As dietitians and diabetes educators, we often serve as health and wellness gatekeepers for our patients. Therefore, it's imperative that we advocate for and promote DSMES to physicians and other health care providers. In a joint position statement by the American Association of Diabetes Educators (AADE), the American Diabetes Association, and the Academy of Nutrition and Dietetics, Powers and colleagues identified four critical times for assessing the need for a person with diabetes to be referred for DSMES.4 The times were identified as follows: 1) at diagnosis, 2) on a yearly basis for health maintenance and prevention of complications, 3) when new complicating factors influence self-management, and 4) when transitions of care occur.4 In addition to providing the evidence for the need for education at these times, Powers and colleagues developed a diabetes education algorithm to offer an evidence-based visual depiction of when to identify and refer individuals with diabetes to DSMES. The algorithm also pinpoints areas of focus and action steps that health care providers, educators, and patients with diabetes should consider at each of these times.
I encourage all dietitians and diabetes educators to read and use the full Joint Position Statement and algorithm by Powers and colleagues to proactively communicate these recommendations and benefits to providers who currently refer patients for DSMES as well as those who do not. Better yet, download the DSMES Joint Position Statement Toolkit from AADE at www.diabeteseducator.org. The toolkit provides a Position Statement Users Guide, printable education algorithm, PowerPoint slides, template letter to providers, and much more.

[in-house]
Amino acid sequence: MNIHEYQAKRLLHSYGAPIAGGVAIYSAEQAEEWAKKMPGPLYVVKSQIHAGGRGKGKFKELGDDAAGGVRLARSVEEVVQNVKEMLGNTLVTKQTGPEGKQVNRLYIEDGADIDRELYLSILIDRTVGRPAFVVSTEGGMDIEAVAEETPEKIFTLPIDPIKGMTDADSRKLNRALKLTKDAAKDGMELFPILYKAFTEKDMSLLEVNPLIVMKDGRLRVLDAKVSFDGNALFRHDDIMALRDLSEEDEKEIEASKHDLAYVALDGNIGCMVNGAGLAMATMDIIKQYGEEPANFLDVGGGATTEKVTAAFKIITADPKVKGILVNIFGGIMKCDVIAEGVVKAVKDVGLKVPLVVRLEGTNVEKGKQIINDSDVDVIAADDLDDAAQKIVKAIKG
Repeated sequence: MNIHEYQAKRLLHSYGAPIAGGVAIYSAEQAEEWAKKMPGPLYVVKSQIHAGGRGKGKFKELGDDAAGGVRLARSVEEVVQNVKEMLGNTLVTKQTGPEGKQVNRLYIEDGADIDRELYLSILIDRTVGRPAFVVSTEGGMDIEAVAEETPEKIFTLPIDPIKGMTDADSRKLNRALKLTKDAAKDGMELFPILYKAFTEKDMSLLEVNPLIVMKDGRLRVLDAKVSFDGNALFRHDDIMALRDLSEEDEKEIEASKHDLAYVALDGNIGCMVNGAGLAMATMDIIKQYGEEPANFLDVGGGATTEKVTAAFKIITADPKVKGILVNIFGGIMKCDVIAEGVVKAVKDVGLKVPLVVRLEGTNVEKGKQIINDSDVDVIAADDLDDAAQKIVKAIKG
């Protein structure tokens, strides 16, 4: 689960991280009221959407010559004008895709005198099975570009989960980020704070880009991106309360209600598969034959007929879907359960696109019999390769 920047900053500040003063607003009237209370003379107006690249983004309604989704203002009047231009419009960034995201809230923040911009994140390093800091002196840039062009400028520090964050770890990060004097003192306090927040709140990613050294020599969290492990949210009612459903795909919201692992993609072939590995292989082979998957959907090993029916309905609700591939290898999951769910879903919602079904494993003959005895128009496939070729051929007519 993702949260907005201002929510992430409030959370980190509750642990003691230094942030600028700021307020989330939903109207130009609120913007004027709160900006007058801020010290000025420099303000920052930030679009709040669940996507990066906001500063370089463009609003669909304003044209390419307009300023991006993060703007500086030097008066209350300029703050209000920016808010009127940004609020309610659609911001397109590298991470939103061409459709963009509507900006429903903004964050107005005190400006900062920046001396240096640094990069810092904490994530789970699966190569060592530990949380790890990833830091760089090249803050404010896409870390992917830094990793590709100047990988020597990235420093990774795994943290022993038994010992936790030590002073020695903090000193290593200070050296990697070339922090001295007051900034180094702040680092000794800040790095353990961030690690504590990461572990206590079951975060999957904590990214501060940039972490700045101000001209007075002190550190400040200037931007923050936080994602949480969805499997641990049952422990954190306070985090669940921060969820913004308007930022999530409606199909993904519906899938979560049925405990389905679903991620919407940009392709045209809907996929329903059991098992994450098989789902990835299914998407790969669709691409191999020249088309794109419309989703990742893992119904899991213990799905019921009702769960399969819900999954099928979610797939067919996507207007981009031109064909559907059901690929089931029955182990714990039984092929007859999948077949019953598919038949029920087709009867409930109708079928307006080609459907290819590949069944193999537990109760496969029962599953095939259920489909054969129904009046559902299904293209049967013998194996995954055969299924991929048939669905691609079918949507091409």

The ultimate goal is to move DSMES from a recommendation to an expectation. Think about it. If you fail to follow through on a referral from your physician for a mammogram, a colonoscopy, or blood work, you'll definitely hear about it at your next visit. DSMES should be treated with the same urgency as any other medical referral. Education and ongoing support are critical to our patients achieving metabolic goals and living well with diabetes.
— Constance Brown-Riggs, MSEd, RD, CDE, CDN, is a member of the board of directors for the American Association of Diabetes Educators; a past national spokesperson for the Academy of Nutrition and Dietetics, specializing in African American nutrition; and author of The African American Guide to Living Well With Diabetes and Eating Soulfully and Healthfully With Diabetes. Her latest book Diabetes Guide to Enjoying Foods of the World will be published in the fall of 2017 by the Academy of Nutrition and Dietetics.
1. Cefalu WT. "TODAY" reflects on the changing "faces" of type 2 diabetes. Diabetes Care. 2013;35(6):1732-1734.
2. Stark Casagrande S, Fradkin JE, Saydah SH, Rust KF, Cowie CC. The prevalence of meeting A1c, blood pressure, and LDL goals among people with diabetes, 1988–2010. Diabetes Care. 2013;36(8):2271-2279.
3. American Diabetes Association. Strategies for improving care. Diabetes Care. 2016;39(Suppl 1):S6-S12.
4. Powers MA, Bardsley J, Cypress M, et al. Diabetes self-management education and support in type 2 diabetes: a joint position statement of the American Diabetes Association, the American Association of Diabetes Educators, and the Academy of Nutrition and Dietetics. Diabetes Educ. 2015;41(4):417-430.